• Constructing the monument sign near Brown Road.
  • Installing permanent road signs.
  • Cleaning up the project.

Second phase work holds for winter

Phase 2 reconstruction of Wayzata Boulevard, which includes work from Wolf Pointe Trail extending east to the ramps at U.S. Highway 12 will continue next year. Crews are readying the site to suspend work for the winter.

Activities this year included a significant amount of underground utility work. It also required replacing wet or muck soils unsuitable for a road foundation with higher-quality dirt and grading materials like sand and gravel to provide a stronger road and trail foundation. These are big tasks, which sometimes meant that we had to close roads, driveway and side street entrances, as well as bring in large equipment. We thank you for your patience during this work.  

What to expect in 2019

Because we were able to complete a significant amount of the underground utility and grading work, we anticipate that next year's work in the area will be less disruptive. As a result, we are not planning any full closures of Wayzata Boulevard.

Crews will be back in early spring to complete the remainder of construction activities. Construction activities in 2019 will include:

  • Replacing underground utilities and grading at Old Long Lake Road. 
  • Constructing permanent roadway features including curbs and gutters, as well as paving and striping the new roadway.
  • Paving the new trail connecting downtown Long Lake to the Luce Line Trail. 
  • Placing and grading topsoil in boulevards.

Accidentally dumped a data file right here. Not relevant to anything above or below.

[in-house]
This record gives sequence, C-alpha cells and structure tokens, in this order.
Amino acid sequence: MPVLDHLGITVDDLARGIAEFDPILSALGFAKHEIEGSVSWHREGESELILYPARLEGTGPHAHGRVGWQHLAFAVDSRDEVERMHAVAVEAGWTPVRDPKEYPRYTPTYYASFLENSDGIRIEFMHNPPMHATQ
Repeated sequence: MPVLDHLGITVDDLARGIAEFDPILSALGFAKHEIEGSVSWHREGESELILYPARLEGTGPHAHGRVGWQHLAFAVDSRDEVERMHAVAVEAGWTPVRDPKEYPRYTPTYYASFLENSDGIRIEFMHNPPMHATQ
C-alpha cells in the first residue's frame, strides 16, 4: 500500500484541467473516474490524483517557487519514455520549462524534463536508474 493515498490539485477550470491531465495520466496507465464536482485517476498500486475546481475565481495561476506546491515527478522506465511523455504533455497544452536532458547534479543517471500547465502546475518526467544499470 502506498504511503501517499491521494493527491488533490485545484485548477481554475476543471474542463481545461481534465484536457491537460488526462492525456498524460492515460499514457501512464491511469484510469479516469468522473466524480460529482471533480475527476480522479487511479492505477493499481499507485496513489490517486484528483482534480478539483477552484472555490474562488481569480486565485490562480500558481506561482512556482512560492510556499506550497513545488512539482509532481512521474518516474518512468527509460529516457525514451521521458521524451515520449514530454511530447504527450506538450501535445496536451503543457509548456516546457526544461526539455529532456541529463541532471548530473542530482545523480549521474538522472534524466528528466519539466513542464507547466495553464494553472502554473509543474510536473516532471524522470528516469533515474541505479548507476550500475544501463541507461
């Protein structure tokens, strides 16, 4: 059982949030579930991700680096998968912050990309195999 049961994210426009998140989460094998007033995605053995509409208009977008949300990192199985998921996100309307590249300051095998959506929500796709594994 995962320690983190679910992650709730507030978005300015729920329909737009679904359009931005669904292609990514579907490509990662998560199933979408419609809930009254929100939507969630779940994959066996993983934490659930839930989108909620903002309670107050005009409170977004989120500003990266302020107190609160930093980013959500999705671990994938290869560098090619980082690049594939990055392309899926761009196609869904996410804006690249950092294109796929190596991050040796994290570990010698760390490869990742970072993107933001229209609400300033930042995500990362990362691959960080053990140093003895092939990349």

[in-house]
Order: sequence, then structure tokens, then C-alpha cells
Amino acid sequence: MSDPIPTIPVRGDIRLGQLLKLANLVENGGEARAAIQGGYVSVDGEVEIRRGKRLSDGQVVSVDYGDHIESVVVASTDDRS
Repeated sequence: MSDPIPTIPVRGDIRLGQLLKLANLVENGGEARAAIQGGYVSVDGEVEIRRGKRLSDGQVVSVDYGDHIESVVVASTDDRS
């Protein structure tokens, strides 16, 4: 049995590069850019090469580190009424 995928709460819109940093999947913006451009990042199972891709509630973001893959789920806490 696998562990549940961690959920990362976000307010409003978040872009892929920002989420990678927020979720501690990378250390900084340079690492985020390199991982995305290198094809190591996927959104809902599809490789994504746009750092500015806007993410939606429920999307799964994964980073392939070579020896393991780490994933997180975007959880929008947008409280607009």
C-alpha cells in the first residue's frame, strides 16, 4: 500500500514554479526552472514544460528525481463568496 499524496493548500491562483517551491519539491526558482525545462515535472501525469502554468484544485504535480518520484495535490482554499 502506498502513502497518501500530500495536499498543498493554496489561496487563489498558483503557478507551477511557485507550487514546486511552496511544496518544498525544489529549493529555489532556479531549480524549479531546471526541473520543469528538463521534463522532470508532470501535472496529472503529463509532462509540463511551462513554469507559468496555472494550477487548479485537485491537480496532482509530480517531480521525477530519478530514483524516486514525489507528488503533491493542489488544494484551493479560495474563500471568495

• Installing streetscape elements and street lights.

Winter travel through work area

With major construction activities ending for the winter, our cleanup work can happen next week. Crews will make sure the road is ready for winter travel, as well as for snow and ice removal by county crews.

To learn more about our snow and ice removal on county roads, visit



Budget hearing calendar

Below is the schedule of upcoming public hearings for adoption of the county's 2019 budget and levy.

Administrator and commissioner amendments

Wednesday, December 5, 1 – 4 p.m.

Board vote on 2019 budget and levy

Tuesday, December 11, 1:30 p.m.

About District 6

District 6 map

The Hennepin County Board of Commissioners consists of one commissioner from each of seven districts. I am proud to represent Deephaven, north Eden Prairie, Edina, Excelsior, Greenwood, Hopkins, Long Lake, Minnetonka, Minnetonka Beach, northern Mound, Orono, Shorewood, Spring Park, Tonka Bay, Wayzata and Woodland.

County information


Jan Callison
6th District

Allyson Sellwood
Policy Aide

Bill Fellman
Administrative Assistant